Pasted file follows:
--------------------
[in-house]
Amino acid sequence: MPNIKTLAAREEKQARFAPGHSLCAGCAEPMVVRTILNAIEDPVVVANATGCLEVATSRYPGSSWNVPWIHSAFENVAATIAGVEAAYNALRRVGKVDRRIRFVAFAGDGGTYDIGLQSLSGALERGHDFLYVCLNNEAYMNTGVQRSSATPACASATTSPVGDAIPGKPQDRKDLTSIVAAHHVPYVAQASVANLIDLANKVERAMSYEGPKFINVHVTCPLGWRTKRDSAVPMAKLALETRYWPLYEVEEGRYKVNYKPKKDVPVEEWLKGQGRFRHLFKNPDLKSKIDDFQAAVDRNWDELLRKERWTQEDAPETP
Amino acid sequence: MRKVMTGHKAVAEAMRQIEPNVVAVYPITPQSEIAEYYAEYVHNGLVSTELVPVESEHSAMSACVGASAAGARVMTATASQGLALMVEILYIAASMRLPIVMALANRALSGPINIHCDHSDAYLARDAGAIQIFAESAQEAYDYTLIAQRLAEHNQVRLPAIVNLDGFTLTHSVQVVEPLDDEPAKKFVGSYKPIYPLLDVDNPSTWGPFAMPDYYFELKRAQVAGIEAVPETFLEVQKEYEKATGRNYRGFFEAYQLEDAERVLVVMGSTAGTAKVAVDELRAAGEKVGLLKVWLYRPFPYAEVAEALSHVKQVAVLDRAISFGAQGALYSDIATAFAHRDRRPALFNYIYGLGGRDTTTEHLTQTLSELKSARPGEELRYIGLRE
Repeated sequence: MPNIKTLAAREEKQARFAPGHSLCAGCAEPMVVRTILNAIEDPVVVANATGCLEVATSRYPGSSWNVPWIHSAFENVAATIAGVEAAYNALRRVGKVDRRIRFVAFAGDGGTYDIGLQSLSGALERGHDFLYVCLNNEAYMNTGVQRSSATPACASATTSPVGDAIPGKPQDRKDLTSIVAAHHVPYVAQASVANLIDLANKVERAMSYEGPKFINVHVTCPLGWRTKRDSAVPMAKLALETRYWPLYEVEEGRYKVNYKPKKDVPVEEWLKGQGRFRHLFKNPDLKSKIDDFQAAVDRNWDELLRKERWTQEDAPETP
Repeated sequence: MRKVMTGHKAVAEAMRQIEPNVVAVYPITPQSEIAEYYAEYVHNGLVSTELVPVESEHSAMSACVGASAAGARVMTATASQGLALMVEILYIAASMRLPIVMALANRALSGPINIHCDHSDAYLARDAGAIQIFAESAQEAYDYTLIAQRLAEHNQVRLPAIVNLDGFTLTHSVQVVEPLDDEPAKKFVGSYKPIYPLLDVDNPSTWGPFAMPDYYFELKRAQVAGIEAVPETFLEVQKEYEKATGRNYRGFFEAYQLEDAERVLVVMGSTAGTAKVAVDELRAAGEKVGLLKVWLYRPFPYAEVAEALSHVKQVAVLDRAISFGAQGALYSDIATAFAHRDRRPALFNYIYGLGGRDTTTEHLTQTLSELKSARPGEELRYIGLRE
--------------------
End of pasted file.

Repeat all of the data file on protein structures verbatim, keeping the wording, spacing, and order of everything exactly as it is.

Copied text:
[in-house]
Amino acid sequence: MPNIKTLAAREEKQARFAPGHSLCAGCAEPMVVRTILNAIEDPVVVANATGCLEVATSRYPGSSWNVPWIHSAFENVAATIAGVEAAYNALRRVGKVDRRIRFVAFAGDGGTYDIGLQSLSGALERGHDFLYVCLNNEAYMNTGVQRSSATPACASATTSPVGDAIPGKPQDRKDLTSIVAAHHVPYVAQASVANLIDLANKVERAMSYEGPKFINVHVTCPLGWRTKRDSAVPMAKLALETRYWPLYEVEEGRYKVNYKPKKDVPVEEWLKGQGRFRHLFKNPDLKSKIDDFQAAVDRNWDELLRKERWTQEDAPETP
Amino acid sequence: MRKVMTGHKAVAEAMRQIEPNVVAVYPITPQSEIAEYYAEYVHNGLVSTELVPVESEHSAMSACVGASAAGARVMTATASQGLALMVEILYIAASMRLPIVMALANRALSGPINIHCDHSDAYLARDAGAIQIFAESAQEAYDYTLIAQRLAEHNQVRLPAIVNLDGFTLTHSVQVVEPLDDEPAKKFVGSYKPIYPLLDVDNPSTWGPFAMPDYYFELKRAQVAGIEAVPETFLEVQKEYEKATGRNYRGFFEAYQLEDAERVLVVMGSTAGTAKVAVDELRAAGEKVGLLKVWLYRPFPYAEVAEALSHVKQVAVLDRAISFGAQGALYSDIATAFAHRDRRPALFNYIYGLGGRDTTTEHLTQTLSELKSARPGEELRYIGLRE
Repeated sequence: MPNIKTLAAREEKQARFAPGHSLCAGCAEPMVVRTILNAIEDPVVVANATGCLEVATSRYPGSSWNVPWIHSAFENVAATIAGVEAAYNALRRVGKVDRRIRFVAFAGDGGTYDIGLQSLSGALERGHDFLYVCLNNEAYMNTGVQRSSATPACASATTSPVGDAIPGKPQDRKDLTSIVAAHHVPYVAQASVANLIDLANKVERAMSYEGPKFINVHVTCPLGWRTKRDSAVPMAKLALETRYWPLYEVEEGRYKVNYKPKKDVPVEEWLKGQGRFRHLFKNPDLKSKIDDFQAAVDRNWDELLRKERWTQEDAPETP
Repeated sequence: MRKVMTGHKAVAEAMRQIEPNVVAVYPITPQSEIAEYYAEYVHNGLVSTELVPVESEHSAMSACVGASAAGARVMTATASQGLALMVEILYIAASMRLPIVMALANRALSGPINIHCDHSDAYLARDAGAIQIFAESAQEAYDYTLIAQRLAEHNQVRLPAIVNLDGFTLTHSVQVVEPLDDEPAKKFVGSYKPIYPLLDVDNPSTWGPFAMPDYYFELKRAQVAGIEAVPETFLEVQKEYEKATGRNYRGFFEAYQLEDAERVLVVMGSTAGTAKVAVDELRAAGEKVGLLKVWLYRPFPYAEVAEALSHVKQVAVLDRAISFGAQGALYSDIATAFAHRDRRPALFNYIYGLGGRDTTTEHLTQTLSELKSARPGEELRYIGLRE